Adventures with CarPlay - Part 1

The Problem Statement

My daily driver is a 2015 Volkswagen Jetta SEL TDI - I love the car - it gets great fuel mileage (TDI = Diesel) where I can get almost 700 miles on a tank of fuel (on a flat highway). The only downside (and I knew it at the time) was that CarPlay had just been announced around six months before and it would be at least a year before most car manufacturers would announce support for it.

CarPlay (like Android Auto) project a nice overlay over a cars touchscreen on the radio system allowing you to use the phone’s applications that support it like Maps, Messages/SMS, audio streaming apps, etc. It also allows updates to be managed at the phone device level, since car entertainment systems (based on embedded OS’) are never updated once they leave the factory.

But I thought at the time - “I can always just buy a replacement radio head unit when they start supporting CarPlay”

Fast forward to 2017 - by that point CarPlay had been rolled out across most models in the Volkswagen Group (VW, Audi, Seat, Skoda, Bentley, Lamborgini, etc.) So I went to the parts desk at my local dealership and asked how much it would cost to get a new head unit that supported CarPlay.

The price? $2100, not including install labor. Yikes - perhaps another time… (yeah, I know, dealership pricing)

I wanted to go OEM to preserve the looks (and feature set), since my car comes with CarNet (VW’s version of OnStar) and the Fender sound system upgrade (which uses a dedicated amplifier).

Possible middle way?

Fast forward another couple of years to 2019. I am still yearning for CarPlay and am not planning to buy another car anytime soon (I tend to average at least 10-15 years per car)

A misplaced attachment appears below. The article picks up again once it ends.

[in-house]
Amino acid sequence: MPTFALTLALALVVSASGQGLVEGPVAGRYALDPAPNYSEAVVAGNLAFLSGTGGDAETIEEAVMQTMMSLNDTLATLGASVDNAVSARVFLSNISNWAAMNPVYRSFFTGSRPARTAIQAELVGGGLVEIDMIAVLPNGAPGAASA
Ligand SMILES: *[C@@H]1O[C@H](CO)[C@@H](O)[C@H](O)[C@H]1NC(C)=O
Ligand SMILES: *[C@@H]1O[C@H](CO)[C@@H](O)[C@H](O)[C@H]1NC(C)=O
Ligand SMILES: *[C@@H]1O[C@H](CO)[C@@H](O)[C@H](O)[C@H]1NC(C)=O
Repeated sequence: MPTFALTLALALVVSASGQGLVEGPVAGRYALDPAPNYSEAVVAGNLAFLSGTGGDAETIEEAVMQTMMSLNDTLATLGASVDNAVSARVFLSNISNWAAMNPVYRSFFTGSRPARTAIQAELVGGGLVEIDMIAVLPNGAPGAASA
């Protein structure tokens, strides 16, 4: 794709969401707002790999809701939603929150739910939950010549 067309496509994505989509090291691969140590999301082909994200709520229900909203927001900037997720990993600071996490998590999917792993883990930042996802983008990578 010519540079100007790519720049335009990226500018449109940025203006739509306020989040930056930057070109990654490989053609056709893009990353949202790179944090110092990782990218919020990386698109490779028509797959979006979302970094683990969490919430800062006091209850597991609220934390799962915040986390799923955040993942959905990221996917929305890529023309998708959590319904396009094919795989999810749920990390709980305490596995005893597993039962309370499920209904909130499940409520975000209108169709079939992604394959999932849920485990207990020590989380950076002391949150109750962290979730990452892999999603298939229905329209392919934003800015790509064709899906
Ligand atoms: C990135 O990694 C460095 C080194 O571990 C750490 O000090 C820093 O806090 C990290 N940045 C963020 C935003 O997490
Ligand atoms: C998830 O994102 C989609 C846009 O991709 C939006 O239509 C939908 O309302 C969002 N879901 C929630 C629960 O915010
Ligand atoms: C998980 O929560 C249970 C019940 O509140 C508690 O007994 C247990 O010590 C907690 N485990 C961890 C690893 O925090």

I looked again to see if there was a cheaper option… and there is one… @$1500 for a CarPlay retro kit . Still a little rich…

And then I came across the RCD330 PLUS head unit… I first heard about it via the Apple blog Six Colors where the author retrofitted his 2012 VW GTI with one of these units - and it looks just like a OEM system. And he paid around $200 for the setup. What gives?

The RCD330 series of head units are, in fact, OEM units for VW… for the Chinese market. But there is a thriving market of folks either buying them from parts suppliers or pulling them new from cars and selling them thru eBay/AliExpress/Amazon Marketplace and shipping them over from mainland China.

There are three RCD330 SKU’s that support CarPlay (Source ):

  • 6RD 035 187B (Desay) - runs Windows CE
  • 6RD 035 187B (NONAME) - runs Linux
  • 6RD 035 187E (NONAME) - runs Linux

BEWARE: There may be dragons…

I should point out that there are some caveats that you need to be aware of (and this post is to save you spending days if not weeks on VW forums like VW Vortex and the RCD330 Forums ).

  • Depending on the model you get, all will have CarPlay, but some may not have Android Auto (the NoName B model can get it via a firmware update; the 187E SKU does have AA support out of the box). As these are made for the Chinese market all SKU’s support Baidu CarLife which is similar to CarPlay and AA.
  • The Desay model is NOT upgradable via firmware; the NONAME’s are.
  • No CarNet support and GPS locator. (not surprising since CarNet is, I believe, available in China)
  • In the ROW (Rest of World), VW head units use a 26 PIN RGB connector to connect the rear (aka backup) camera. The RCD330’s all come with RCA jacks for the backup camera (which to most folks makes these units stick out as “aftermarket”, not OEM)
    • There are converters out there to convert the connection over which is the more expedient solution.